Inpatient vs. Outpatient Addiction Care: Making the Right Choice

Whether you need treatment for an addictive disorder or you are helping a loved one find care, making the right choice means considering several factors. There are many types of treatment and many different caregivers with different strategies and guiding philosophies. One of the big choices to make will be whether outpatient or inpatient care is the best option. Be sure you know the difference between these and the pros and cons of each so you can make a decision that will be the best for you or your loved one.

What is Inpatient Care?

Inpatient care means staying in a facility for an extended period of time while receiving treatment. This is also referred to as residential treatment. Residential programs tend to be intensive and they usually provide around-the-clock monitoring. This kind of treatment may take place in a hospital or a dedicated rehabilitation facility. The length of stay in an inpatient facility varies from a few weeks to several months.

The Pros and Cons of Inpatient Care for Addictive Disorders

There are some obvious benefits to submitting to fulltime, 24-hour care for an addiction. There are also drawbacks. One benefit is that a residential program allows the opportunity to devote all energy and time to treatment. There are no distractions from work or personal life and all focus is on recovery.

Another advantage of residential care is that professionals are on hand 24 hours a day. This benefits anyone who feels they cannot resist the urge to use again unless isolated from drugs and alcohol. Inpatient facilities have strict rules to protect patients from the possibility of making bad choices. This strictness gives structure that can help the addict learn to make better choices after treatment.

In a residential facility the patient is surrounded by peers that they can rely on for support during recovery. Social support has been proven in research to be a crucial element in recovery from addiction. This built-in social network of people who are going through the same process can be a powerful aid to recovery.

On the negative side, the restrictive environment in a residential treatment center can be too intense for some people. Visits from friends and family are restricted and this can be stressful to those who are very close to loved ones. The transition after treatment may also be challenging; going from an intense and strictly controlled environment back to everyday life is not easy and can lead to relapse. Finally, if insurance does not cover the treatment, residential care can be expensive.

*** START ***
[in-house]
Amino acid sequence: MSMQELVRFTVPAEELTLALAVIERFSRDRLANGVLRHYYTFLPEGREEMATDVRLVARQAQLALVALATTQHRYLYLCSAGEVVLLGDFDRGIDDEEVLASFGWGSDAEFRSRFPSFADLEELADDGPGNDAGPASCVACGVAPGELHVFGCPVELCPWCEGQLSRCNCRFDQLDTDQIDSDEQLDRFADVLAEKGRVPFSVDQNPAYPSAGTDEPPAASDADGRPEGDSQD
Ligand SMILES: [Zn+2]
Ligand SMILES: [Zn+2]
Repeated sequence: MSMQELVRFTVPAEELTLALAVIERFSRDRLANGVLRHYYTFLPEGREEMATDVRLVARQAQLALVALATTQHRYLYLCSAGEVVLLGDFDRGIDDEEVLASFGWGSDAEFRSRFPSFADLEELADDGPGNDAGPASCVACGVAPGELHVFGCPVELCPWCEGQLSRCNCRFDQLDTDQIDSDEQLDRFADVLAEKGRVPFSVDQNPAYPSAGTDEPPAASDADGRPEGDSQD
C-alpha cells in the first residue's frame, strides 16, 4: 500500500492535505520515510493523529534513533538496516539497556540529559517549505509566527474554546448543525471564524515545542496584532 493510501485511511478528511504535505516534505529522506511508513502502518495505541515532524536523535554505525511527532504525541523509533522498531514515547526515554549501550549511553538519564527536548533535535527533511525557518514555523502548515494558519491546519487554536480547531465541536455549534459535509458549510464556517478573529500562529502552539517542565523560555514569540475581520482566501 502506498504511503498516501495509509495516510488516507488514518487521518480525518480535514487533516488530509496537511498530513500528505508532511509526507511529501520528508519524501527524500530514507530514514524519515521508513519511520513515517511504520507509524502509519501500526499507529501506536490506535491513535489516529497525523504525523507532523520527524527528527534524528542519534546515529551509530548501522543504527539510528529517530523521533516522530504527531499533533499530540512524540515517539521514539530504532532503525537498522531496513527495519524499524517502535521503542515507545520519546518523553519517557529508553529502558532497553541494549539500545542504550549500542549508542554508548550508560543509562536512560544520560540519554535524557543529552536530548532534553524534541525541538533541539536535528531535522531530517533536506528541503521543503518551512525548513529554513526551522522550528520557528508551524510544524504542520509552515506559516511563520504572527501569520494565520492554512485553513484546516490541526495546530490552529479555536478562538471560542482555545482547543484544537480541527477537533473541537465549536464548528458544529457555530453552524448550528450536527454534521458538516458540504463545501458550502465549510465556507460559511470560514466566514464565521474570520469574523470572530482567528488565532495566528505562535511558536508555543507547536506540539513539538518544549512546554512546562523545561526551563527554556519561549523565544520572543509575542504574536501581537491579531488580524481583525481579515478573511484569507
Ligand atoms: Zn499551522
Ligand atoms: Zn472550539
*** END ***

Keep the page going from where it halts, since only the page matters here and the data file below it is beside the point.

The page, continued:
What is Outpatient Care?

Outpatient care may include the same treatment types as inpatient care, but treatment does not take place in a residential facility. In outpatient care therapy sessions run during the day, in the evenings or on weekends and the patient can stay at home or with family. The types of care and the intensity can vary widely for outpatient care.

The Pros and Cons of Outpatient Care for Addictive Disorders

One of the most important benefits of outpatient care is that it allows the person to stay with supportive family or friends. There may also be a greater variety of therapy types to choose from. Outpatient treatment allows the person receiving treatment to choose how intense they wish the treatment to be, how often they want to go, and for how long. If they have a job they can fit in treatment around work hours and keep earning. Outpatient treatment is also typically more affordable than residential care.

Another benefit of opting for outpatient care is that during  treatment a relatively normal lifestyle can be maintained. This avoids the scary transition from structured care and 24-hour supervision to being ‘alone’ again.

On the other hand, without that rigid structure and supervision it is easier to relapse while being treated. This is especially true if there is not a strong support network at home. Friends or family can help the addict avoid triggers and resist urges. Also, without group therapy sessions as part of the treatment, there will not be  the camaraderie and social support of other people going through recovery as well. And, while living at home might be nice, there will be distractions and there will not be ‘full time’ devotion to the recovery treatment as there would be in a residential program.

Researchers have found that it is impossible to make a general statement as to whether inpatient or outpatient treatment is more effective. This is because studies show that no one approach to treatment works for all people. You cannot generalize treatment for addictive disorders. This means that when you look for treatment for yourself or a loved one, you must take into account the unique needs of the individual concerned and the pros and cons of each style of care.

Although no single treatment works for all patients, there are some important factors to consider no matter what style of care is chosen. Look for treatment programs that use therapies based on research. Make sure you are not relying on a program that promises a quick fix. Recovery takes time. And, of course, be sure that you or your loved one feels comfortable with the program and caregivers chosen. If these things are kept in mind, as well as the needs of the individual, they will find the right inpatient or outpatient program to get well.